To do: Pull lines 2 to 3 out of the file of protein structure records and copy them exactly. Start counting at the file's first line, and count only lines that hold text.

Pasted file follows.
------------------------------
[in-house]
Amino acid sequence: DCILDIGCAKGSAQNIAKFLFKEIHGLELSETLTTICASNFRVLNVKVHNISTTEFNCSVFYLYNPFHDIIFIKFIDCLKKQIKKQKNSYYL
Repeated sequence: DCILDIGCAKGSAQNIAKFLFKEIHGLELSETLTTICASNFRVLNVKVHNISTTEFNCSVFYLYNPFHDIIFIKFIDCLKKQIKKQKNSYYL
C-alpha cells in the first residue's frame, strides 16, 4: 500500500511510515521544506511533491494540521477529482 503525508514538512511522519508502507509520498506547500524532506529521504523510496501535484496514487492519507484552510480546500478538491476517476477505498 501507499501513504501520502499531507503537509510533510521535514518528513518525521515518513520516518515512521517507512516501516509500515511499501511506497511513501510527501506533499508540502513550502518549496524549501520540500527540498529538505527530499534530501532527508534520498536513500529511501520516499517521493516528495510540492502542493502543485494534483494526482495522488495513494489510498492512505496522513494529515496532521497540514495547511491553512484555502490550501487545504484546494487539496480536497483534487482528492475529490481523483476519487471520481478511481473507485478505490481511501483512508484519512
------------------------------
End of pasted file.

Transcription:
Amino acid sequence: DCILDIGCAKGSAQNIAKFLFKEIHGLELSETLTTICASNFRVLNVKVHNISTTEFNCSVFYLYNPFHDIIFIKFIDCLKKQIKKQKNSYYL
Repeated sequence: DCILDIGCAKGSAQNIAKFLFKEIHGLELSETLTTICASNFRVLNVKVHNISTTEFNCSVFYLYNPFHDIIFIKFIDCLKKQIKKQKNSYYL